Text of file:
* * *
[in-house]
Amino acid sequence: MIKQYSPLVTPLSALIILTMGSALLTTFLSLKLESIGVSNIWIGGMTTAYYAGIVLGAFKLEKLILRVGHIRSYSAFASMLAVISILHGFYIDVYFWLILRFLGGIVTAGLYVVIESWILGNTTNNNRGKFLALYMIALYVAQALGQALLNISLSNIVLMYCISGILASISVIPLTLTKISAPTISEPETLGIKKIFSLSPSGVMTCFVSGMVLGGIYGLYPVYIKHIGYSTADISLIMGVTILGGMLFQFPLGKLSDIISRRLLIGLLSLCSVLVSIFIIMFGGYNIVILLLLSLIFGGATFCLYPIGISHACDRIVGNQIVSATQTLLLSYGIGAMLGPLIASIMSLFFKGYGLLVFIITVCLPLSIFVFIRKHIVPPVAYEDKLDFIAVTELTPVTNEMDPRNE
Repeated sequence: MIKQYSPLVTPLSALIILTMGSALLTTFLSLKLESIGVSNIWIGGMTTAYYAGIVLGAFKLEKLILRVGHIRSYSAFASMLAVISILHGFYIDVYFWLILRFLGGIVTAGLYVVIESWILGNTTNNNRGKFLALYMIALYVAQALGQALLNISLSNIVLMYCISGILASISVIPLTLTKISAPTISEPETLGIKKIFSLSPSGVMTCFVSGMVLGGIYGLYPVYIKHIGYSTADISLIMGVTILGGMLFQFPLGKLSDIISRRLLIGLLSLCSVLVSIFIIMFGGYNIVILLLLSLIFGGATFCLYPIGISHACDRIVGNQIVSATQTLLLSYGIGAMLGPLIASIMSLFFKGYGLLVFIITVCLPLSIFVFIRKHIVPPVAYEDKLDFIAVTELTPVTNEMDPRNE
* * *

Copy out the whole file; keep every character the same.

[in-house]
Amino acid sequence: MIKQYSPLVTPLSALIILTMGSALLTTFLSLKLESIGVSNIWIGGMTTAYYAGIVLGAFKLEKLILRVGHIRSYSAFASMLAVISILHGFYIDVYFWLILRFLGGIVTAGLYVVIESWILGNTTNNNRGKFLALYMIALYVAQALGQALLNISLSNIVLMYCISGILASISVIPLTLTKISAPTISEPETLGIKKIFSLSPSGVMTCFVSGMVLGGIYGLYPVYIKHIGYSTADISLIMGVTILGGMLFQFPLGKLSDIISRRLLIGLLSLCSVLVSIFIIMFGGYNIVILLLLSLIFGGATFCLYPIGISHACDRIVGNQIVSATQTLLLSYGIGAMLGPLIASIMSLFFKGYGLLVFIITVCLPLSIFVFIRKHIVPPVAYEDKLDFIAVTELTPVTNEMDPRNE
Repeated sequence: MIKQYSPLVTPLSALIILTMGSALLTTFLSLKLESIGVSNIWIGGMTTAYYAGIVLGAFKLEKLILRVGHIRSYSAFASMLAVISILHGFYIDVYFWLILRFLGGIVTAGLYVVIESWILGNTTNNNRGKFLALYMIALYVAQALGQALLNISLSNIVLMYCISGILASISVIPLTLTKISAPTISEPETLGIKKIFSLSPSGVMTCFVSGMVLGGIYGLYPVYIKHIGYSTADISLIMGVTILGGMLFQFPLGKLSDIISRRLLIGLLSLCSVLVSIFIIMFGGYNIVILLLLSLIFGGATFCLYPIGISHACDRIVGNQIVSATQTLLLSYGIGAMLGPLIASIMSLFFKGYGLLVFIITVCLPLSIFVFIRKHIVPPVAYEDKLDFIAVTELTPVTNEMDPRNE